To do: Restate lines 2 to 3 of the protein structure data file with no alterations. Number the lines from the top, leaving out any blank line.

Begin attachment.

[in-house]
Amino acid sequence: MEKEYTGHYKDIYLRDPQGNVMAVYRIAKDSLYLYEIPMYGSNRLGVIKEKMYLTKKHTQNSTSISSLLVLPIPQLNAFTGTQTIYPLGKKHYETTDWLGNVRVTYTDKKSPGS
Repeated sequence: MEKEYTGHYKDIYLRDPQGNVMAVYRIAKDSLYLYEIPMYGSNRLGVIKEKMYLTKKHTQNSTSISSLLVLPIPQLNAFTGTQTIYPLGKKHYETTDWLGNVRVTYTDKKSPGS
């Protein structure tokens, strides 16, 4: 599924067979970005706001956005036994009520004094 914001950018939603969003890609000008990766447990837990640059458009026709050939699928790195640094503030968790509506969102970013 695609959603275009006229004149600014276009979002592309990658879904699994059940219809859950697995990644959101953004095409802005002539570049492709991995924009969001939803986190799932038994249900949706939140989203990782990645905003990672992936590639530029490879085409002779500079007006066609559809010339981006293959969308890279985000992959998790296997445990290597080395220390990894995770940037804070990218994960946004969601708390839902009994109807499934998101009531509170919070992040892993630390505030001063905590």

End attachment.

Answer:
Amino acid sequence: MEKEYTGHYKDIYLRDPQGNVMAVYRIAKDSLYLYEIPMYGSNRLGVIKEKMYLTKKHTQNSTSISSLLVLPIPQLNAFTGTQTIYPLGKKHYETTDWLGNVRVTYTDKKSPGS
Repeated sequence: MEKEYTGHYKDIYLRDPQGNVMAVYRIAKDSLYLYEIPMYGSNRLGVIKEKMYLTKKHTQNSTSISSLLVLPIPQLNAFTGTQTIYPLGKKHYETTDWLGNVRVTYTDKKSPGS